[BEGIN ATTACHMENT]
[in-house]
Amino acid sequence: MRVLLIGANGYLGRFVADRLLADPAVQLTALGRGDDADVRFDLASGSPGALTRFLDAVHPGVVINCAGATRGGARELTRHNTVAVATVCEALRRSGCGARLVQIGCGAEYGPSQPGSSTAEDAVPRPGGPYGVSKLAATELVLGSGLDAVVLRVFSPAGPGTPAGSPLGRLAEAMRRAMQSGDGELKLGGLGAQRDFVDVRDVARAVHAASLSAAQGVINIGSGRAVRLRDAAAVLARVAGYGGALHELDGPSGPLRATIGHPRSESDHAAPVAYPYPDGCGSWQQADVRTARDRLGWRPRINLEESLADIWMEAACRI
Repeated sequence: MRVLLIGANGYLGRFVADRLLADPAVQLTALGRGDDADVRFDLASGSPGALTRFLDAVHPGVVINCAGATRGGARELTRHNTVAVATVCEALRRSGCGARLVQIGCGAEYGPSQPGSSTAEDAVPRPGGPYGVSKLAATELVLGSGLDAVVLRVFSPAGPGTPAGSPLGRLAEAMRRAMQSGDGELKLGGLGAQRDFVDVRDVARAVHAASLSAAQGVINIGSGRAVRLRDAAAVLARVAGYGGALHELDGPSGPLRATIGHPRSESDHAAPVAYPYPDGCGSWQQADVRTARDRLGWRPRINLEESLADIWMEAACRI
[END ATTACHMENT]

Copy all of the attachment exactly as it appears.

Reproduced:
[in-house]
Amino acid sequence: MRVLLIGANGYLGRFVADRLLADPAVQLTALGRGDDADVRFDLASGSPGALTRFLDAVHPGVVINCAGATRGGARELTRHNTVAVATVCEALRRSGCGARLVQIGCGAEYGPSQPGSSTAEDAVPRPGGPYGVSKLAATELVLGSGLDAVVLRVFSPAGPGTPAGSPLGRLAEAMRRAMQSGDGELKLGGLGAQRDFVDVRDVARAVHAASLSAAQGVINIGSGRAVRLRDAAAVLARVAGYGGALHELDGPSGPLRATIGHPRSESDHAAPVAYPYPDGCGSWQQADVRTARDRLGWRPRINLEESLADIWMEAACRI
Repeated sequence: MRVLLIGANGYLGRFVADRLLADPAVQLTALGRGDDADVRFDLASGSPGALTRFLDAVHPGVVINCAGATRGGARELTRHNTVAVATVCEALRRSGCGARLVQIGCGAEYGPSQPGSSTAEDAVPRPGGPYGVSKLAATELVLGSGLDAVVLRVFSPAGPGTPAGSPLGRLAEAMRRAMQSGDGELKLGGLGAQRDFVDVRDVARAVHAASLSAAQGVINIGSGRAVRLRDAAAVLARVAGYGGALHELDGPSGPLRATIGHPRSESDHAAPVAYPYPDGCGSWQQADVRTARDRLGWRPRINLEESLADIWMEAACRI